United States District Court, C.D. California
Present: The Honorable KENLY KIYA KATO, UNITED STATES
(In Chambers) Order to Show Cause Why Petition Should Not Be
Dismissed Due to Failure to Exhaust
April 21, 2017, petitioner Gregory DeVault
(“Petitioner”) filed a Petition for Writ of
Habeas Corpus by a Person in State Custody under 28 U.S.C.
§ 2254 (the “Petition”). Petitioner
challenges his 2016 conviction in Los Angeles Superior Court
for bringing a controlled substance into prison in violation
of Section 4573 of the California Penal Code. This Court,
having reviewed the Petition, finds the Petition is subject
to dismissal because Petitioner has not exhausted his state
remedies with respect to the ground raised in the Petition.
The Court will not make a final determination regarding
whether the Petition should be dismissed, however, without
giving Petitioner an opportunity to address these issues.
THE PETITION IS A WHOLLY UNEXHAUSTED PETITION SUBJECT TO
prisoner must exhaust his state court remedies before a
federal court may consider granting habeas corpus relief. 28
U.S.C. § 2254(b)(1)(A); O'Sullivan v.
Boerckel, 526 U.S. 838, 842, 119 S.Ct. 1728, 144 L.Ed.2d
1 (1999). To satisfy the exhaustion requirement, a habeas
petitioner must fairly present his federal claims in the
state courts in order to give the State the opportunity to
pass upon and correct alleged violations of the
prisoner's federal rights. Duncan v. Henry, 513
U.S. 364, 365, 115 S.Ct. 887, 130 L.Ed.2d 865 (1995) (per
curiam). A habeas petitioner must give the state courts
“one full opportunity” to decide a federal claim
by carrying out “one complete round” of the
state's appellate process in order to properly exhaust a
claim. O'Sullivan, 526 U.S. at 845.
petitioner in California state custody, this generally means
that the petitioner must have fairly presented his claims in
a petition to the California Supreme Court. See Id.
(interpreting 28 U.S.C. § 2254(c)); Gatlin v.
Madding, 189 F.3d 882, 888 (9th Cir. 1999) (applying
O'Sullivan to California). A claim has been
fairly presented if the petitioner has both “adequately
described the factual basis for [the] claim” and
“identified the federal legal basis for [the]
claim.” Gatlin, 189 F.3d at 888.
case, Petitioner raises one ground for relief. Pet. at 6.
Petitioner seeks to “be relieved of the (1) one year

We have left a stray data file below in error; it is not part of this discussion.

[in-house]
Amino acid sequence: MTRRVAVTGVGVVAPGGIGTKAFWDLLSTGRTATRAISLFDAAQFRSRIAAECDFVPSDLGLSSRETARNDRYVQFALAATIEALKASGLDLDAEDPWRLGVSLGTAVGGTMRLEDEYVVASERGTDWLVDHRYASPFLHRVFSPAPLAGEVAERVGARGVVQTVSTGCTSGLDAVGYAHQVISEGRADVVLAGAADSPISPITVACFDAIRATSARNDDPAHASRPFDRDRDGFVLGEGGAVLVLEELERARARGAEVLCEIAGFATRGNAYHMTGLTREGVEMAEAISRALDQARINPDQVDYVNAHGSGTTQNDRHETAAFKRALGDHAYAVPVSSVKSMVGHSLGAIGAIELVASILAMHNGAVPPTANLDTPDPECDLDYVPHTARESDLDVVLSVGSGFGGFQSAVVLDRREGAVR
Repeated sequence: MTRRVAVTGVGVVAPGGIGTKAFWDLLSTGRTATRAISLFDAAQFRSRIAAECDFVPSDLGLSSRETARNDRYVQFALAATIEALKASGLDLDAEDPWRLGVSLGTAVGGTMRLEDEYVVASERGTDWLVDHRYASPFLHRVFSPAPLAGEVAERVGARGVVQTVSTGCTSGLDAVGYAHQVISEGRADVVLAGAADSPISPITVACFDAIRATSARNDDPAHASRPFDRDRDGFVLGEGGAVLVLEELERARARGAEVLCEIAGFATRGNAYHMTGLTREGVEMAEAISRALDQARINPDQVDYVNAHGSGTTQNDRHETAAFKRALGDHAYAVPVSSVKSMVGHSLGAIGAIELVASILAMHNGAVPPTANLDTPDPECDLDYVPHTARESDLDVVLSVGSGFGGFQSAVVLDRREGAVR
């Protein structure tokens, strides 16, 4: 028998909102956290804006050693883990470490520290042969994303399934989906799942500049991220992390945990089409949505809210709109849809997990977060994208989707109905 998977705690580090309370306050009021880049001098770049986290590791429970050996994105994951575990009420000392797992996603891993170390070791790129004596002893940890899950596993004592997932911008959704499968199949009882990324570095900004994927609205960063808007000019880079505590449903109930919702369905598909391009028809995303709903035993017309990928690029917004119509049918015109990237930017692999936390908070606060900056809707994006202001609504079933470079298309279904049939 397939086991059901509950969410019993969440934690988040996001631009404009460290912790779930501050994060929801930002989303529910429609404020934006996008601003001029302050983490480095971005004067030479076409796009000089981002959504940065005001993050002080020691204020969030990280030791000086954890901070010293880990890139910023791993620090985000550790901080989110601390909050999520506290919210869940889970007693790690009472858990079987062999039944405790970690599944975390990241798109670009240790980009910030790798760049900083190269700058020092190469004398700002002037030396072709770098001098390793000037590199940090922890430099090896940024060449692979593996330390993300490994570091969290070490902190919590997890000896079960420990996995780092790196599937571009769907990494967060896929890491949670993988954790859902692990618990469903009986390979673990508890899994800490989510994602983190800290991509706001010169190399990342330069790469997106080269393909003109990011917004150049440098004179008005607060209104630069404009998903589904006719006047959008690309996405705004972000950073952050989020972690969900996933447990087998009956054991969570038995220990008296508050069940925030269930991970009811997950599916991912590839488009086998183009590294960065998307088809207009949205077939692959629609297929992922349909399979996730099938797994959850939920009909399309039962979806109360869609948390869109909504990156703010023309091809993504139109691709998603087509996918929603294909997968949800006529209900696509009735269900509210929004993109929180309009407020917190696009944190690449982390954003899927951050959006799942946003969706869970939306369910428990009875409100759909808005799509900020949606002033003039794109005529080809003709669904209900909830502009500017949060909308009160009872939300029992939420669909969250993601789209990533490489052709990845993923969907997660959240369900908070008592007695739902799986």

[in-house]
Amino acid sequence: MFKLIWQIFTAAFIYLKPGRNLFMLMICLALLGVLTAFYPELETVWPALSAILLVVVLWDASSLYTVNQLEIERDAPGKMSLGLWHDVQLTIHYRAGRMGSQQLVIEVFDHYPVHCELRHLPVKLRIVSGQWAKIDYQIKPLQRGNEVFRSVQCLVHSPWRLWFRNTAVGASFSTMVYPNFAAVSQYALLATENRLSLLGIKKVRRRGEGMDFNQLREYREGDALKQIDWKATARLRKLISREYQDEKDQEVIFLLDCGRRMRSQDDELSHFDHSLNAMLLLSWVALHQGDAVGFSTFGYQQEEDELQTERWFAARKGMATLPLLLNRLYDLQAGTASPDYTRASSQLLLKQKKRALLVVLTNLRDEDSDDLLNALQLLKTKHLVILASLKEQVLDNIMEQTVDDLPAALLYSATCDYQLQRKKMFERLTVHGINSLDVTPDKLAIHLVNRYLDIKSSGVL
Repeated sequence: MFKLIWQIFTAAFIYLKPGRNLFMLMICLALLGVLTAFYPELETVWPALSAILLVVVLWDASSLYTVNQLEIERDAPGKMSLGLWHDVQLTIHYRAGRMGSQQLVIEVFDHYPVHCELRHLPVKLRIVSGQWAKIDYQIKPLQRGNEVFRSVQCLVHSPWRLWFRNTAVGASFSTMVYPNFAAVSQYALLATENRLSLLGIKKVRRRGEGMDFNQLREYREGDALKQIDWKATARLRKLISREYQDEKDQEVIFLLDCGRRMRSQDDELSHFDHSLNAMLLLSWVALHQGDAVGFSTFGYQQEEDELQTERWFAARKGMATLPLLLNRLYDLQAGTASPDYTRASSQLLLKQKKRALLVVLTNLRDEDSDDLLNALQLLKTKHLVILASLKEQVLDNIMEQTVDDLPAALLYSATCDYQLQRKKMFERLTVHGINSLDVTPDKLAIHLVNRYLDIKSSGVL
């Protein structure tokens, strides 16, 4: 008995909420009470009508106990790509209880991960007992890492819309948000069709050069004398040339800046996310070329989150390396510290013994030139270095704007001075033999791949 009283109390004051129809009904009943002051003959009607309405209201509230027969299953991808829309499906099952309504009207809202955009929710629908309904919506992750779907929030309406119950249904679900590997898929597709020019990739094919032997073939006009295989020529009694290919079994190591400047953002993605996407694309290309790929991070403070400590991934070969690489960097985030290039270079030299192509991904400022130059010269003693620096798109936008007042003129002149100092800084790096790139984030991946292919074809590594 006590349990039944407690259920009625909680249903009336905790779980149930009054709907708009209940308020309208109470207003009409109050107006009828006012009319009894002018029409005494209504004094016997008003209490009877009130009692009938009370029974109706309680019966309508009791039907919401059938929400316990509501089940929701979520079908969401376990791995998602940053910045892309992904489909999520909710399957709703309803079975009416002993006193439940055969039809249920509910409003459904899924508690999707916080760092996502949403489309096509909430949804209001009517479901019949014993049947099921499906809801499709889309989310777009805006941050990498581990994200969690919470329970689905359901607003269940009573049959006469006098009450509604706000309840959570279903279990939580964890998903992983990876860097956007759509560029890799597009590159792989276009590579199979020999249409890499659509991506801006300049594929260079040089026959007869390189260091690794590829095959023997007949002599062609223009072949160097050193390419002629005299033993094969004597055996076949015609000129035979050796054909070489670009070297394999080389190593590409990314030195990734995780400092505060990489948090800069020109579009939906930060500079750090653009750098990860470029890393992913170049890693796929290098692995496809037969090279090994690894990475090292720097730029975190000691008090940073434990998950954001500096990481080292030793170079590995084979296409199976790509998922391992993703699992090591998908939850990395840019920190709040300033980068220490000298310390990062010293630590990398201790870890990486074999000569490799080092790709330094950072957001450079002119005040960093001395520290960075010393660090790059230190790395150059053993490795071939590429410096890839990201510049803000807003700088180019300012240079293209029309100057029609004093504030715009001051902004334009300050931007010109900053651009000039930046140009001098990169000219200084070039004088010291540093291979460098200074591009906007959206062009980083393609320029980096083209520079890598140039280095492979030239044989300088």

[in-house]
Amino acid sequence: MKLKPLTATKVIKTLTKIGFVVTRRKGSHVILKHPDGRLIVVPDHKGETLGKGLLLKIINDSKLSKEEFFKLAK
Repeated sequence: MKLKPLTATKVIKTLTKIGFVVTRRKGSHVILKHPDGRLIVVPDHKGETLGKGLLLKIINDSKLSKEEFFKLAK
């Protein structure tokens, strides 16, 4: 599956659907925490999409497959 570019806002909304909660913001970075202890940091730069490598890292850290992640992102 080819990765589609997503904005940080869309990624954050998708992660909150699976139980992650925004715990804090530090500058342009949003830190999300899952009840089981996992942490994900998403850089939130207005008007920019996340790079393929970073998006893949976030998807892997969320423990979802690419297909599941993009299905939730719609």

prior prison enhancement” because his “primary
offense is a nonviolent offense, ” and
“Proposition 57 states non-violent offense[s] will not
be sentenced with [an] enhancement.” Id.
Petitioner, however, concedes he never raised his claim on
direct appeal, nor has he filed any other petitions related
to this claim. Id. at 3-4. Accordingly, it appears
Petitioner's claim has not been ruled on by the
California Supreme Court. Thus, the Petition is a wholly
unexhausted petition subject to dismissal.
is therefore ORDERED TO SHOW CAUSE why the Petition should
not be dismissed for failure to exhaust state remedies by
filing a written response no later than May 26, 2017.
Petitioner must respond to this Order pursuant to one of the
options listed below.
1 - Petitioner May Explain The Petition Is
Exhausted: If Petitioner contends he has, in
fact, exhausted his state court remedies on the grounds
raised in his Petition, he should clearly explain this in a
written response to this Order to Show Cause. Petitioner
should attach to his response copies of any documents
establishing that grounds one through five are indeed
2 - Petitioner May Request A Rhines Stay: Under
Rhines v. Weber, 544 U.S. 269, 161 L.Ed.2d 440, 161
L.Ed.2d 440 (2005), a district court has discretion to stay a
petition to allow a petitioner time to present his
unexhausted claims to state courts. Id. at 276;
Mena v. Long, No. 14-55102, (9th Cir. Feb. 17, 2016)
(holding the Rhines stay-and-abeyance procedure
applies to both mixed and fully unexhausted habeas
petitions). This stay and abeyance procedure is called a
“Rhines stay” and is available only
when: (1) there is “good cause” for the failure
to exhaust; (2) the unexhausted claims are not “plainly
meritless”; and (3) the petitioner did not
intentionally engage in dilatory litigation tactics.
Rhines, 544 U.S. at 277-78.
may file a motion for a Rhines stay and support his
request by showing: (1) there is “good cause” for
the failure to exhaust; (2) the grounds raised are not
“plainly meritless”; and (3) Petitioner did not
intentionally engage in dilatory litigation tactics. See